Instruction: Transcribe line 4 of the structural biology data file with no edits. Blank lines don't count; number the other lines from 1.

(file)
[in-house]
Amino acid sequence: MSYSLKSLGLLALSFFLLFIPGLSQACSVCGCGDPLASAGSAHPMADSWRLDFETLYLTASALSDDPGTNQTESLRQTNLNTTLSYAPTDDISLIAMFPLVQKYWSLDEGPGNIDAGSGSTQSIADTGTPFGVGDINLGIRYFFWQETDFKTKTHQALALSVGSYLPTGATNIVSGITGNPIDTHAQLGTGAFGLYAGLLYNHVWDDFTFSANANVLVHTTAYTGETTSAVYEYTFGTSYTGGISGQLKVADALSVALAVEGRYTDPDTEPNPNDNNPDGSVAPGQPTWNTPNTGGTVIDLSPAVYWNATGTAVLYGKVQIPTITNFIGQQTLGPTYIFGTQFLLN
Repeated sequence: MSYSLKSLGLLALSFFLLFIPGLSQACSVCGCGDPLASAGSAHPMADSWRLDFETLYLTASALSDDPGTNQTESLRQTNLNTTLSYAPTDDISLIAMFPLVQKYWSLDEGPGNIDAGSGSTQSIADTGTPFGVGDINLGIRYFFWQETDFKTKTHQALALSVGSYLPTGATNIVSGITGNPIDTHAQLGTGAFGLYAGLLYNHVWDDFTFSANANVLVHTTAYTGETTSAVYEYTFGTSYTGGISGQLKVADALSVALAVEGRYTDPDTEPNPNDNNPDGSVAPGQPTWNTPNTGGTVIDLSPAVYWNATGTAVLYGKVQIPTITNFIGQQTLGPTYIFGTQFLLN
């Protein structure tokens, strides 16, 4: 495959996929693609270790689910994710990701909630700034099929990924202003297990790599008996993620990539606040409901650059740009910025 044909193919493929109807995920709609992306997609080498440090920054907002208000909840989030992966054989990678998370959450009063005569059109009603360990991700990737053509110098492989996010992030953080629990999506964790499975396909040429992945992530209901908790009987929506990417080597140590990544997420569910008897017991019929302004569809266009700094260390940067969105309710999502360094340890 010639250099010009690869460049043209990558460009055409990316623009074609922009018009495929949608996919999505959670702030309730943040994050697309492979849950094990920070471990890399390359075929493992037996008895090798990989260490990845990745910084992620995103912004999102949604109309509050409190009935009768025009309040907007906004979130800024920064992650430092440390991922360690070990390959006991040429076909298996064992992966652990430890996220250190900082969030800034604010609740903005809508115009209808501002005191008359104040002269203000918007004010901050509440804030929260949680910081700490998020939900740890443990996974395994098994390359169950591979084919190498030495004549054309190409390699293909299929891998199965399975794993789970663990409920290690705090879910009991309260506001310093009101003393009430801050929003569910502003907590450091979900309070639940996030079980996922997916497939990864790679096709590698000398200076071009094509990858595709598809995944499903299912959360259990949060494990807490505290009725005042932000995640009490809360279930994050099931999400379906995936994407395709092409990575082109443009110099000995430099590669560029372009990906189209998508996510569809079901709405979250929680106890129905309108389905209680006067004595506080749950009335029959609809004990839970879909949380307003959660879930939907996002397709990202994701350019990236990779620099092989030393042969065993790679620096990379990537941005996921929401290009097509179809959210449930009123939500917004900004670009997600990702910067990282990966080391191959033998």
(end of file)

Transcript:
């Protein structure tokens, strides 16, 4: 495959996929693609270790689910994710990701909630700034099929990924202003297990790599008996993620990539606040409901650059740009910025 044909193919493929109807995920709609992306997609080498440090920054907002208000909840989030992966054989990678998370959450009063005569059109009603360990991700990737053509110098492989996010992030953080629990999506964790499975396909040429992945992530209901908790009987929506990417080597140590990544997420569910008897017991019929302004569809266009700094260390940067969105309710999502360094340890 010639250099010009690869460049043209990558460009055409990316623009074609922009018009495929949608996919999505959670702030309730943040994050697309492979849950094990920070471990890399390359075929493992037996008895090798990989260490990845990745910084992620995103912004999102949604109309509050409190009935009768025009309040907007906004979130800024920064992650430092440390991922360690070990390959006991040429076909298996064992992966652990430890996220250190900082969030800034604010609740903005809508115009209808501002005191008359104040002269203000918007004010901050509440804030929260949680910081700490998020939900740890443990996974395994098994390359169950591979084919190498030495004549054309190409390699293909299929891998199965399975794993789970663990409920290690705090879910009991309260506001310093009101003393009430801050929003569910502003907590450091979900309070639940996030079980996922997916497939990864790679096709590698000398200076071009094509990858595709598809995944499903299912959360259990949060494990807490505290009725005042932000995640009490809360279930994050099931999400379906995936994407395709092409990575082109443009110099000995430099590669560029372009990906189209998508996510569809079901709405979250929680106890129905309108389905209680006067004595506080749950009335029959609809004990839970879909949380307003959660879930939907996002397709990202994701350019990236990779620099092989030393042969065993790679620096990379990537941005996921929401290009097509179809959210449930009123939500917004900004670009997600990702910067990282990966080391191959033998």